The foregoing, together with other features and advantages of the present invention, will become more apparent when referring to the following specification, claims, and accompanying drawings.
For a more complete understanding of the present invention, reference is now made to the following detailed description of the embodiments illustrated in the accompanying drawings, wherein:
FIG. 1 is a perspective view of the fluid containment bag and holster;
FIG. 2 is an enlarged sectional view taken on line 2--2 of FIG. 1;
FIG. 3 is an enlarged sectional view taken on line 3--3 of FIG. 1;
FIG. 4 is an enlarged sectional view taken on line 4--4 of FIG. 1;
FIG. 5 is a sectional view of the bag as shown in FIG. 1, with the flutter valve open to admit fluid; and
FIG. 6 is a similar sectional view of the bag, with the flutter valve closed and the fluid gelling in response to contact with the gellable material.
As illustrated in FIGS. 1-3, the system comprises a fluid containment bag 10 and a leg holster 12. Bag 10 comprises an envelope 14, which is preferably constructed of a lightweight flexible plastic material that is fluid-impermeable, such as polyethylene, co-polymer vinyl, mylar, or the like, and that is sufficiently thick and resilient to resist accidental puncture under normal handling. Envelope 14 preferably has a generally rectangular perimeter defined by upper and lower edges 16 and 18, respectively, and side edges 20 and 22. Envelope 14 is preferably transparent to allow a person to gauge the amount of fluid collected in the bag. The plastic material of envelope 14 is preferably tubing that is heat-sealed to form upper and lower edges 16 and 18. Upper edge 16 has an opening 24 in which is disposed a barbed connector 26 for attaching a catheter, shown in phantom line in FIG. 5. In other embodiments, the envelope may be formed of two sheets of plastic material that are sealed along all four edges or of a single sheet of plastic material that is folded over on itself and sealed. Envelope 14 preferably has a capacity to hold on the order of between ten to twenty fluid ounces (300-600 cc) of bodily fluids.
A flutter valve 28 inside envelope 14 is connected to the lower end of connector 26. Flutter valve 28 comprises a tube of flexible plastic material that assumes a flattened or ribbon-like shape when in the closed position. As shown in FIG. 5, when fluid enters flutter valve 28 through connector 26, the opposing walls spread open to admit the fluid in response to pressure exerted on the internal surfaces of the walls. As shown in FIG. 6, when all fluid has exited flutter valve 28, the opposing walls close in response to the resiliency of the opposing walls. In the closed position, opposing walls of flutter valve 28 are in contact with each other, thereby preventing fluid in envelope 14 from re-entering connector 26. Furthermore, the pressure exerted on the flutter valve by the fluid itself maintains it in the closed position.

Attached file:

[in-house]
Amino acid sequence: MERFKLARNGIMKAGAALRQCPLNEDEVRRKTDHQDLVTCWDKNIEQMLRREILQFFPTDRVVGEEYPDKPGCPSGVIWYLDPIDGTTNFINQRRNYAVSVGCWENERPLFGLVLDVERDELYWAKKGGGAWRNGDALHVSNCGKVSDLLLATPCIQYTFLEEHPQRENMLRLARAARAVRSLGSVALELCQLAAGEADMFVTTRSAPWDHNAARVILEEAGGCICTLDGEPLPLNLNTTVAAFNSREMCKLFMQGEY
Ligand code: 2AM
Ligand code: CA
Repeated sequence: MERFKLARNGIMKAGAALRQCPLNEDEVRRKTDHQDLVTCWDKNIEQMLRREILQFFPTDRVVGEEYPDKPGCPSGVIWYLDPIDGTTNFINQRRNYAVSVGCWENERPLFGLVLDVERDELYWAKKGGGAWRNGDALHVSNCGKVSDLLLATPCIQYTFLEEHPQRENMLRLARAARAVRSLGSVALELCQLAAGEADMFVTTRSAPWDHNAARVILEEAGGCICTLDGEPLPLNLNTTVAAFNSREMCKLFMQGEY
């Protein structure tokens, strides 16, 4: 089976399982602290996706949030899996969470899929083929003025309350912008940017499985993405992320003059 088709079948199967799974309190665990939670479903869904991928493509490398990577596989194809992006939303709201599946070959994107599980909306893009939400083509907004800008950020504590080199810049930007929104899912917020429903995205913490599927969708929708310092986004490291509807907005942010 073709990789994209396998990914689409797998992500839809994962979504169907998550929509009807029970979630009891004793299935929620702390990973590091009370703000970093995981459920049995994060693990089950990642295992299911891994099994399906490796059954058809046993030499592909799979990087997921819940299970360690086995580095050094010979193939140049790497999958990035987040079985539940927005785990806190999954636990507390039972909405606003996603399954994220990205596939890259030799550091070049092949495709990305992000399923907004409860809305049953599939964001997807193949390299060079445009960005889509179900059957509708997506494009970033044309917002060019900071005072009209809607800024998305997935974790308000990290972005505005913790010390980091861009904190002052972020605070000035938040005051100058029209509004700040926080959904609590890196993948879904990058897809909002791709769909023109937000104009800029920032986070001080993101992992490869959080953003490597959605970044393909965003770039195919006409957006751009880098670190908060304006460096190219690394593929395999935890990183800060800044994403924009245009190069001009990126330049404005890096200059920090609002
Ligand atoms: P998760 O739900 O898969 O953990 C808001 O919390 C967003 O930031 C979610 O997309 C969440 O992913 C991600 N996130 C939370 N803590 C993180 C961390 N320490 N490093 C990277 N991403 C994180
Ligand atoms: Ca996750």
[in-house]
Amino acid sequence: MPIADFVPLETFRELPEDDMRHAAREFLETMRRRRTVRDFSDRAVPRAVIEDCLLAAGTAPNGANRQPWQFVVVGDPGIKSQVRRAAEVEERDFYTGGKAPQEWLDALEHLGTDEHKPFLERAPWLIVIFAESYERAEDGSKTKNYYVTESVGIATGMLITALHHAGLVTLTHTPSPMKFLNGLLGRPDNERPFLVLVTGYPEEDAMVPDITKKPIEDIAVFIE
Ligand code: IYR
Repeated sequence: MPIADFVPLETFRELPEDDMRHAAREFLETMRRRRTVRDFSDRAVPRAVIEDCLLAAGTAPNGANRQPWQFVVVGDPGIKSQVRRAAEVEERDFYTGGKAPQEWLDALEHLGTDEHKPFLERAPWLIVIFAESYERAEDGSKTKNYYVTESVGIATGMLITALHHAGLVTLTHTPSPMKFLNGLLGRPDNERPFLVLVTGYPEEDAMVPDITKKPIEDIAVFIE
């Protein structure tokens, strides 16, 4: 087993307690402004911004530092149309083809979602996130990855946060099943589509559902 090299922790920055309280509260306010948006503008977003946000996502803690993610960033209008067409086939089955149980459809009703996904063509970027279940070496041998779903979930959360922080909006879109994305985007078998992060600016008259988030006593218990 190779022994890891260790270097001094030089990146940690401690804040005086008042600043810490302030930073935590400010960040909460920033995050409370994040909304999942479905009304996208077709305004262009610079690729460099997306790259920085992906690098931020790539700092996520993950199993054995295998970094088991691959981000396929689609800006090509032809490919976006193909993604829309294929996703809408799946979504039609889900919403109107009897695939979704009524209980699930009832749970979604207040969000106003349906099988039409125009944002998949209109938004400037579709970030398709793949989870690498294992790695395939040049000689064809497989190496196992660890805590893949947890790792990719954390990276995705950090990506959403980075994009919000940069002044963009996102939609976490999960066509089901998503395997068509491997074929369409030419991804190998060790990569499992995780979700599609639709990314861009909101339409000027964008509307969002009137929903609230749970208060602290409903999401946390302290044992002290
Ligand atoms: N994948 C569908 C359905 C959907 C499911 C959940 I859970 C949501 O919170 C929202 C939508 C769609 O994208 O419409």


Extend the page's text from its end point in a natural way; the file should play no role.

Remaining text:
As shown in FIG. 2, enclosed within envelope 14 and critical to the function of the present invention is a quantity of a gellable material 30 for transforming the fluid entering the bag into a gelatinous or semi-solid state. Gellable material 30 contains a hydrophilic polymer that gels very rapidly (normally within 30 seconds, and often much less than that) upon contact with water-based liquids. Such polymers are commercially available and are commonly found in a variety of known products, including disposable diapers and cleaning compositions. Typical examples include the acrylonitrile-based polymers described in Elias, Mega Molecules, pp. 157-158 (1987) and the acrylic polymers described in U.S. Pat. No. 4 179,367. Gellable material 30 is preferably a complex mixture including not only the polymer but also a material such as a protease enzyme to attack and break down the urine, blood or other bodily fluid. Deodorants, fragrances, biocides, antiviral substances, dyes, pregnancy indicators and human abnormality indicators may also be included in gellable material 30. These materials may formulated in any suitable "time release" manner known in the art to delay their activation or to spread their activation over a period of time. Gellable material 30 may be in any convenient physical form that can be placed into envelope 14; granular, powdered, foamed, matted, woven and fibrous forms are all suitable. The inventors of the present invention have successfully used a granular material commercially available under the trade name "Sanwet IM-5600" from Hoechst Celanese, Superabsorbent Material Division, of Portsmouth, Va. which is described as containing a starch grafted sodium polyacrylate. This product is a proprietary product and the exact identification of the components and formula is not available to the inventors of the present invention. In tests, the product has shown the property of gelling and sequestering all bodily fluids placed into test bags within no more than twenty seconds.